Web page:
Alberto POSADAS (Valladolid, 1967)
National Music Prize (Spain, 2011)
Knossos (2016) (first quartet of the Poética del Laberinto cycle)
Presentation by Alberto Posadas and Andrés Gomis (SIGMA Project soloist)
Concert: Knossos (2016) (Poética del Laberinto cycle)
Conversation between Sylvain Cadars (IRCAM) and Alberto Chaves
Musical tip: Closure in series. Alberto Chaves (SIGMA Project soloist)
KNOSSOS (2016) for saxophone quartet
Work commissioned by Ernst Von Siemens Foundation, Centro Nacional de Difusión Musical-CNDM, Sociedad Filarmónica de Badajoz and SIGMA Project.
World premiere 5/X/2016, VIII Ciclo de Música Actual (Badajoz)
Knossos, first quartet of the series “Poética del Laberinto”. Alberto Posadas composed the Poética del Laberinto series between 2016 and 2017, as a commission for SIGMA Project, with funding from the Ernst Von Siemens Foundation, CNDM, Badajoz Philharmonic Society and the SIGMA Project quartet itself.
This series is made up of three works for saxophone quartets: the first one is Knossos, premiered in October 2016 at the VIII Ciclo de Música Actual of Badajoz. The second quartet is entitled Klimmen en Dalen and, the third one, Senderos que se bifurcan.
In 2020, SIGMA Project published the CD with the recording of this cycle, released by the WERGO label and presented at the Real Academia de Bellas Artes de San Fernando in Madrid.
The labyrinth is an essential part of our social imaginary. It is not only cultural heritage that we have received but also the root of our thinking. Since time immemorial, the power of seduction of the labyrinth has turned it into a symbol, an archetype and a myth. The idea of an intricate space which we must cross to find something, someone or simply the way out was a comparison with life itself. This was strongly connected with a rite of passage, a religious background that caused a longing for a future salvation or an exercise of power that turned the labyrinth in a sort of life imprisonment for those who did not subdue.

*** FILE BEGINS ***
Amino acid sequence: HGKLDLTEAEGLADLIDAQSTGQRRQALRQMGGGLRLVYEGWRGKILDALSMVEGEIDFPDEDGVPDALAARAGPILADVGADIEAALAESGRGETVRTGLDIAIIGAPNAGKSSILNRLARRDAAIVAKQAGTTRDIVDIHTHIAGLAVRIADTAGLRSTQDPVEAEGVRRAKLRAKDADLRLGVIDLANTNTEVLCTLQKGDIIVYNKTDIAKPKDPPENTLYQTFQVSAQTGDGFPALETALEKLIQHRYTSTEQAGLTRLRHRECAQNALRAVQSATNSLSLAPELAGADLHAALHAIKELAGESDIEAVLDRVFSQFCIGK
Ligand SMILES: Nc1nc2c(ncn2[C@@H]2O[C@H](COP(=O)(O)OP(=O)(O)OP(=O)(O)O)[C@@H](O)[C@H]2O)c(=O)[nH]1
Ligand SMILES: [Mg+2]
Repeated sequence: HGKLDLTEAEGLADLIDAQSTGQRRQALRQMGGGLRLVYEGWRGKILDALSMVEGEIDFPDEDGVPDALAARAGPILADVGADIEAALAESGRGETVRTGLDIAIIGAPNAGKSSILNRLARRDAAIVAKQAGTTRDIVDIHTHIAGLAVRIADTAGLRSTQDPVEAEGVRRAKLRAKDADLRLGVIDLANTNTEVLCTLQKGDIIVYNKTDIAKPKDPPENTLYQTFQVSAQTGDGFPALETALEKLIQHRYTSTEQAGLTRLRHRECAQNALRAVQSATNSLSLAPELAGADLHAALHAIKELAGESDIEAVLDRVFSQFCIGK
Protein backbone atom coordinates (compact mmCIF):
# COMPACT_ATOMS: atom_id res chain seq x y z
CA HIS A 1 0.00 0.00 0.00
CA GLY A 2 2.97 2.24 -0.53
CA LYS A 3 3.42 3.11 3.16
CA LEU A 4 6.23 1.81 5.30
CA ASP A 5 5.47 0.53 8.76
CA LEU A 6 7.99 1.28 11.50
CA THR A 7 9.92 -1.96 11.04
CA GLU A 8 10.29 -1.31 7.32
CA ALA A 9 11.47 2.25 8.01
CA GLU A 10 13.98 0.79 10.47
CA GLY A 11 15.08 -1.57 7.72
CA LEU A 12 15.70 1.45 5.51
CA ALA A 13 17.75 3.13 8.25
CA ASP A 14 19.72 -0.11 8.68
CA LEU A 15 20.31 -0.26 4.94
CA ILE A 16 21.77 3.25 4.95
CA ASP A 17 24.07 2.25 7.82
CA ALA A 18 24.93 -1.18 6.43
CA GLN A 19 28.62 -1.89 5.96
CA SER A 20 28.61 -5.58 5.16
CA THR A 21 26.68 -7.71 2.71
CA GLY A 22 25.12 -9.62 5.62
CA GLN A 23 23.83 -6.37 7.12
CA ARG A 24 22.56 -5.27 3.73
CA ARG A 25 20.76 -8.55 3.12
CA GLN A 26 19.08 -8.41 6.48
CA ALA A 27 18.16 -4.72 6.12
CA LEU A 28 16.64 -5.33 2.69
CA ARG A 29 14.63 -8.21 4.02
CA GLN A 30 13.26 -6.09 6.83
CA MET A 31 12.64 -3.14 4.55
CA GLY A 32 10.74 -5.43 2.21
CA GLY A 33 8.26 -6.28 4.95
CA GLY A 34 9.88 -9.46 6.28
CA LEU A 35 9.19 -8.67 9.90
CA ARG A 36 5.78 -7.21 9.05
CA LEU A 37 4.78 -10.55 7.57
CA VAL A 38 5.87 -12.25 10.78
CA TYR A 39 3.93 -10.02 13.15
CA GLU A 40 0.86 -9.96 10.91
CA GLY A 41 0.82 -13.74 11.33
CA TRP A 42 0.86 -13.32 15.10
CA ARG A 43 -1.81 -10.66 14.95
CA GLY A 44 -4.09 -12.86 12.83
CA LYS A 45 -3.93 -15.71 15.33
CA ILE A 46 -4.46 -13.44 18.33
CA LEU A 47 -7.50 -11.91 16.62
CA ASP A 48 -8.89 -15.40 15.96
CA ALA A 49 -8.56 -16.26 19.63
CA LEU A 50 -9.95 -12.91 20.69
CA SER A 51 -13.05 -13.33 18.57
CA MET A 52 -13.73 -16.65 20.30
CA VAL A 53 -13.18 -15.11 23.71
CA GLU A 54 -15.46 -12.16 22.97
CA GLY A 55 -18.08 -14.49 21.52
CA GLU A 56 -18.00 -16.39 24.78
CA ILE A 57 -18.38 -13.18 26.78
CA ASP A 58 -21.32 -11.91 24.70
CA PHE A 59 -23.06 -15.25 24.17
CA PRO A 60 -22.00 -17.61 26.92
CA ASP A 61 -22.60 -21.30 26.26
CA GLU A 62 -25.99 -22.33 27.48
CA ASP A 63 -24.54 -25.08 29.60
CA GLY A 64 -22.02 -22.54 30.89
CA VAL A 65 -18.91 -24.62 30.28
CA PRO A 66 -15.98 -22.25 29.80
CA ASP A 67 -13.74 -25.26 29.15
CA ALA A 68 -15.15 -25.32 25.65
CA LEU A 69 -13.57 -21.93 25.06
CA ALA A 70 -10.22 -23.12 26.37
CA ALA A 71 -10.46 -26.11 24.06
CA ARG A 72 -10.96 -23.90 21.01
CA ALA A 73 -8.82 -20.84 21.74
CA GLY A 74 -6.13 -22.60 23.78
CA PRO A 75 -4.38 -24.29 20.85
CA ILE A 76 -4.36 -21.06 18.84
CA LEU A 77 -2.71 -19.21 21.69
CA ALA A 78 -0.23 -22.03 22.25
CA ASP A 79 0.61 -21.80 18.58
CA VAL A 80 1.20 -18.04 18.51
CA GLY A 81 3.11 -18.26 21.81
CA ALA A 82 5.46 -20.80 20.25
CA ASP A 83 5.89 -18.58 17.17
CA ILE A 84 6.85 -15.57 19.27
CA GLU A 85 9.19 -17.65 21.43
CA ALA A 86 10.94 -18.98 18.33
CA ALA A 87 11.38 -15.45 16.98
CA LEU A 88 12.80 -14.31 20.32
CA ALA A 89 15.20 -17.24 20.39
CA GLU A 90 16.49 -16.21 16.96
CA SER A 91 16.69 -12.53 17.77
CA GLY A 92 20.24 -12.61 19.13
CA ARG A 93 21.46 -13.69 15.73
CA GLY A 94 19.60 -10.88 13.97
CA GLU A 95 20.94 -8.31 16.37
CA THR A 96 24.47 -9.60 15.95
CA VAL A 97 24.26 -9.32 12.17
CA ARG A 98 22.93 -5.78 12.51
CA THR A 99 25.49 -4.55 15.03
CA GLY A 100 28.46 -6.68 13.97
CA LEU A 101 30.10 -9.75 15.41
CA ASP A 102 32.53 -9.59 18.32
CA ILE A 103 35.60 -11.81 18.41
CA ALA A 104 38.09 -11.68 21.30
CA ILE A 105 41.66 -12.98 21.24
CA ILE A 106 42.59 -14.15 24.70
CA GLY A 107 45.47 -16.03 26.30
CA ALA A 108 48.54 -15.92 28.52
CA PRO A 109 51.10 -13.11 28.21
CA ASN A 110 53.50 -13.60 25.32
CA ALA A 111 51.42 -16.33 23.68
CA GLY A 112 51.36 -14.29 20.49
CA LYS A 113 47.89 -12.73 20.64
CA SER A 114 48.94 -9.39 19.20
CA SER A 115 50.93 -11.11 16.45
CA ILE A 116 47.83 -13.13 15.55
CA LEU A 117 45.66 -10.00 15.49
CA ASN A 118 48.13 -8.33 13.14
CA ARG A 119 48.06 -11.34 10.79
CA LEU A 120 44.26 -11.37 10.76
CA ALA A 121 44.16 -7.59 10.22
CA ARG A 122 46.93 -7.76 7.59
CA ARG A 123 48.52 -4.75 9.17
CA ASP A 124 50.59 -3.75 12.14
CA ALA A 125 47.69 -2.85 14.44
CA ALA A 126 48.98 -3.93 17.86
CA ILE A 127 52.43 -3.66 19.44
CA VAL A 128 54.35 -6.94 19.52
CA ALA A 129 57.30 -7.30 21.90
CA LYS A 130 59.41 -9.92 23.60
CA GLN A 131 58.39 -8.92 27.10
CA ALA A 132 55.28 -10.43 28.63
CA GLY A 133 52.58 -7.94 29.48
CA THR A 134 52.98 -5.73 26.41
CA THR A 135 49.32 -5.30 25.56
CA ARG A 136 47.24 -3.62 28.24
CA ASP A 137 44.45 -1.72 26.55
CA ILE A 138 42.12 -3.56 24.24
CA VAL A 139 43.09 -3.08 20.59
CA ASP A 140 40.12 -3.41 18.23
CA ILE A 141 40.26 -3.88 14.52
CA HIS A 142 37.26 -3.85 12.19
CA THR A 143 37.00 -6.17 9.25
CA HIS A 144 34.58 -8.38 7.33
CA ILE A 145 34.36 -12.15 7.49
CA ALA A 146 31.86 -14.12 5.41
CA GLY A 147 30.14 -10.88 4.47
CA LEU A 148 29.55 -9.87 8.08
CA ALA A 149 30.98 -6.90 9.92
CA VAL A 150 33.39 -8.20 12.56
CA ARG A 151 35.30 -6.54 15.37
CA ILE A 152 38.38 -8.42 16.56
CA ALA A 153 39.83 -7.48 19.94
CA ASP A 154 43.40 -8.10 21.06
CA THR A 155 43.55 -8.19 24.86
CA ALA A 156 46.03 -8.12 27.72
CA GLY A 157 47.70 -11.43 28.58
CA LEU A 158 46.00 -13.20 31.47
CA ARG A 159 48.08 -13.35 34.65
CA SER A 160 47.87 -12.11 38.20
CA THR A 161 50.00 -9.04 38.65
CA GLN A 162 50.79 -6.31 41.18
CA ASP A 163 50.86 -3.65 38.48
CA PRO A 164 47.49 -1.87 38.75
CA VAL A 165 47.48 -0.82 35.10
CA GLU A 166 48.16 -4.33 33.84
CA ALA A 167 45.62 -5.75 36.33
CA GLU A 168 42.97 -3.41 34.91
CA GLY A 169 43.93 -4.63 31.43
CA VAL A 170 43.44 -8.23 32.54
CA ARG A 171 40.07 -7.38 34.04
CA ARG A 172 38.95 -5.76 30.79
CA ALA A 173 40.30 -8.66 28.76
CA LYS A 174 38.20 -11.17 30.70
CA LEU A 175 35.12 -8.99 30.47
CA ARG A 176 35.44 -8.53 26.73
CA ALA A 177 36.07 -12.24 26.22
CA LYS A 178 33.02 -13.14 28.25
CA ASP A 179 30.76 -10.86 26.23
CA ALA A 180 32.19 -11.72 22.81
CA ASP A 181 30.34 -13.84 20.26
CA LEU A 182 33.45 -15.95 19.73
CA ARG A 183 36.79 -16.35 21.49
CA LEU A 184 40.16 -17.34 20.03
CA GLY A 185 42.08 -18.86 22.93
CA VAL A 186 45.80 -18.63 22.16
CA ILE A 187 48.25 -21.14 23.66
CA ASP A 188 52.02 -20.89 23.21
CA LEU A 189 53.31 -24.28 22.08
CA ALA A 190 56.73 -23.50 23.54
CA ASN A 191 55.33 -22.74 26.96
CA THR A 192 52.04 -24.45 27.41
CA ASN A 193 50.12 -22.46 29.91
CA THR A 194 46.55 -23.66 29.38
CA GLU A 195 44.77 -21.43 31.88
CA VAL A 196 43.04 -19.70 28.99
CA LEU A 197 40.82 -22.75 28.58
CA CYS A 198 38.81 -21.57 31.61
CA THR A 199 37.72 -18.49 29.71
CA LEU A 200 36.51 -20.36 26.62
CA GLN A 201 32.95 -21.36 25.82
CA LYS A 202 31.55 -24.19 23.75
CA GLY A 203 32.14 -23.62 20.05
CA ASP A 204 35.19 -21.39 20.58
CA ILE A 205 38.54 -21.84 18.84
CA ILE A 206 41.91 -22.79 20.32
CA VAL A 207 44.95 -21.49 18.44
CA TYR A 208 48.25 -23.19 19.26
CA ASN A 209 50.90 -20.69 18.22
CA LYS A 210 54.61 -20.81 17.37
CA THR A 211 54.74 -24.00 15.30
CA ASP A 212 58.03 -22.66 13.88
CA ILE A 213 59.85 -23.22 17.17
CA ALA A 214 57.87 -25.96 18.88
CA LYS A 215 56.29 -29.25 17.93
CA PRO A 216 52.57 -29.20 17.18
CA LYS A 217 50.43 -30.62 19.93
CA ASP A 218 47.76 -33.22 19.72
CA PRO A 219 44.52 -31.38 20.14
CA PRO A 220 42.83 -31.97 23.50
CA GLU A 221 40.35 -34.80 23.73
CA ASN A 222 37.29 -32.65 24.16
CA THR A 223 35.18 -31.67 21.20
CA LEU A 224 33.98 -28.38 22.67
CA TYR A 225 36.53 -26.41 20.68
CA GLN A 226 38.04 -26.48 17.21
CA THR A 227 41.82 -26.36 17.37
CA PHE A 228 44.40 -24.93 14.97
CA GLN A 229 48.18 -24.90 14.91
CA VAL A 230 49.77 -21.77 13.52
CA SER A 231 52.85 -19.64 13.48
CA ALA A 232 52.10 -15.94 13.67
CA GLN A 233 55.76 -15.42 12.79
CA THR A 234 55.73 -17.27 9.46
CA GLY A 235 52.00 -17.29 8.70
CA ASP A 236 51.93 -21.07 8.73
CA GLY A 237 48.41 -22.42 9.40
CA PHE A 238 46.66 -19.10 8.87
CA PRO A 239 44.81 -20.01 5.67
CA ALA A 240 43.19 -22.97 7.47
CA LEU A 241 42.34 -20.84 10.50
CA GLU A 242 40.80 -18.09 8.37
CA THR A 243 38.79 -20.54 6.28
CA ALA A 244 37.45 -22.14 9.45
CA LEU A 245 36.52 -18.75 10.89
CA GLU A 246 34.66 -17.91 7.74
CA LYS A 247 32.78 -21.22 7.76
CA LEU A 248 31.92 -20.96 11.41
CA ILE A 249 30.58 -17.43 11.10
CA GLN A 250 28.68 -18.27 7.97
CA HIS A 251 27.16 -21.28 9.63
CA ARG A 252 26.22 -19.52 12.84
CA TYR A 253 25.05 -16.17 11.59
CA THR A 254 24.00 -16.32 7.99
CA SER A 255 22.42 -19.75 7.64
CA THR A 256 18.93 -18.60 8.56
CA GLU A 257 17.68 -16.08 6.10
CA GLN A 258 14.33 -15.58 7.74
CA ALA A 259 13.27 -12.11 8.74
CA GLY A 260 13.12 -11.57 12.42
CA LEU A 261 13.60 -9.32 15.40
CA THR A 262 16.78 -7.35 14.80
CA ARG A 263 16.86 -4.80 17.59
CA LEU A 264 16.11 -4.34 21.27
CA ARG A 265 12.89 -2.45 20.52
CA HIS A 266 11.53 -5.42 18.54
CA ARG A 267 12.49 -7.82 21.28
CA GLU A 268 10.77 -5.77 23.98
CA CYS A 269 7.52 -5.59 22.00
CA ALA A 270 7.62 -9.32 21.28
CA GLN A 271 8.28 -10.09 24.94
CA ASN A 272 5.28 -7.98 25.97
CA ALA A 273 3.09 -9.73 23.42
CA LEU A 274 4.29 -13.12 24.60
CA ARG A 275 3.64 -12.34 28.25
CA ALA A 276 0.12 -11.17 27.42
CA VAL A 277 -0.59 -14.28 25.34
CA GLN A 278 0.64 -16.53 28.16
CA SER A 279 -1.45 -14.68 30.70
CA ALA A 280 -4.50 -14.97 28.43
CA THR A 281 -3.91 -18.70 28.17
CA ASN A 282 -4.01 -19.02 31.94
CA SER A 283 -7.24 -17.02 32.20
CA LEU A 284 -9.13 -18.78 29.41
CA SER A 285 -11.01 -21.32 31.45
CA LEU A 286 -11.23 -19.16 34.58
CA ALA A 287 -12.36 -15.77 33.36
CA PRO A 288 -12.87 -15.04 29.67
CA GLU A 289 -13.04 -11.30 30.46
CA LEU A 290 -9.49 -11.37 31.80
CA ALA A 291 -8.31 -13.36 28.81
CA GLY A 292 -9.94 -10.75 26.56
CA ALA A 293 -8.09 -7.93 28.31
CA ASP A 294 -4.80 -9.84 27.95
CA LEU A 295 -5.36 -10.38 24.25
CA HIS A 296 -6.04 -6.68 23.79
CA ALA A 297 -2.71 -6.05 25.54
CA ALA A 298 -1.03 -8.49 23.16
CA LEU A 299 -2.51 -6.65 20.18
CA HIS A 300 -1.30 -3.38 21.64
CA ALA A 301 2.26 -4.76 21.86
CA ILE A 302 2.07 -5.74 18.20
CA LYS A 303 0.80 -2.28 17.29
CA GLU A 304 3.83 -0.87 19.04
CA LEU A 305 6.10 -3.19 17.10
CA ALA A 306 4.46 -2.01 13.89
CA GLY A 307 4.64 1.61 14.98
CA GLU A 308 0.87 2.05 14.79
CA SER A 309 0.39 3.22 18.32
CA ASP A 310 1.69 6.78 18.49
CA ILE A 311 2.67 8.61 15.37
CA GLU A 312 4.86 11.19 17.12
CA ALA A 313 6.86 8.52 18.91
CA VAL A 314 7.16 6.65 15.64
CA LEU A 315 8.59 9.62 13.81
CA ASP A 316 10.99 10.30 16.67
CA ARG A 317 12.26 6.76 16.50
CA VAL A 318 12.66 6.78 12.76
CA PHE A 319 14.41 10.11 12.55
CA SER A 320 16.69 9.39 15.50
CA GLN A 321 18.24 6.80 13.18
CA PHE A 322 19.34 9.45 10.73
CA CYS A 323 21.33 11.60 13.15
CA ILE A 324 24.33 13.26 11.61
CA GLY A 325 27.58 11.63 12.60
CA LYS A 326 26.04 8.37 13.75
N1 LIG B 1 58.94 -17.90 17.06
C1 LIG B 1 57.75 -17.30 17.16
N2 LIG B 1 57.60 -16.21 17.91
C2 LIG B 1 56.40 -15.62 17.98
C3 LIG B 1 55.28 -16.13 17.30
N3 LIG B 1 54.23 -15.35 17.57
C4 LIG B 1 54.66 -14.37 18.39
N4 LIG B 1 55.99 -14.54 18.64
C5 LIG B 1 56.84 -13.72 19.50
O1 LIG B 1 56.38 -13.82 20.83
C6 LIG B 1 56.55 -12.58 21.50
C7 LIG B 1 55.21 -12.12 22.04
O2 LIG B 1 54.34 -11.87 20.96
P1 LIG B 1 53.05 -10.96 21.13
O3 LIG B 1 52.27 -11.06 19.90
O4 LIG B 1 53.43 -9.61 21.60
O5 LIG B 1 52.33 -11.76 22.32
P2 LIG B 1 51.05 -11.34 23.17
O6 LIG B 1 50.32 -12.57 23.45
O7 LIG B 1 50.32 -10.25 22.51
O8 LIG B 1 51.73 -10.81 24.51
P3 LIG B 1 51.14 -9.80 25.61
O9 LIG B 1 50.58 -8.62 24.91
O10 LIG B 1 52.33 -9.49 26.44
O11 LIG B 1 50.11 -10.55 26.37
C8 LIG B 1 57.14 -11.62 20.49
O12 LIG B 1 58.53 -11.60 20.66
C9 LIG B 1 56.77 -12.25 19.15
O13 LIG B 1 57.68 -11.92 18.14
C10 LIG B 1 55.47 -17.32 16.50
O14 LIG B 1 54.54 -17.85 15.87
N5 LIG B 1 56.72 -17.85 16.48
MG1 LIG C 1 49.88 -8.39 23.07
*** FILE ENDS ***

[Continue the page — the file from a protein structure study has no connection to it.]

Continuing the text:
This is the labyrinths’ context from the classical antiquity to the Renaissance. And in this context, the labyrinth is, first and foremost, a mythical object. Afterwards, this mythical object became a recreational object, due to a concept that could be linked to a proto-postmodern approach of descontextualization and loss of meaning. This is the case of the British garden mazes or the Gardens of Versailles.
However, what might be the most essential transformation of the concept of the labyrinth took place in the 20th century, the moment when the mythical object became a poetic subject. This transformation is echoed in the idea of Borges’ labyrinth, even more strongly in Cortázar, or in Escher as a creator of impossible spaces that do have neither a beginning nor an end.
The poetics of the labyrinth (Poética del laberinto in Spanish), which turns it into a subject, lies in that there is no Minotaur anymore. The raison d’être of the labyrinth concerns the mental process under construction and not the itinerary that leads to the discovery of something, someone or simply the way out. The Minotaur does not exist. The labyrinth endures over time, perpetuated by the need to cross it.
The seduction of the labyrinth, which has led me to compose this cycle of quartets, comes from the confluence of what is finite and what is infinite. We are in an enclosed space of numerous possibilities – a space that could be endlessly crossed and that only exists as long as it is crossed. The labyrinth is created while it is being crossed. This is strongly linked to the process of artistic creation, both for the composer that writes the music and the listener that “composes” their own listening process.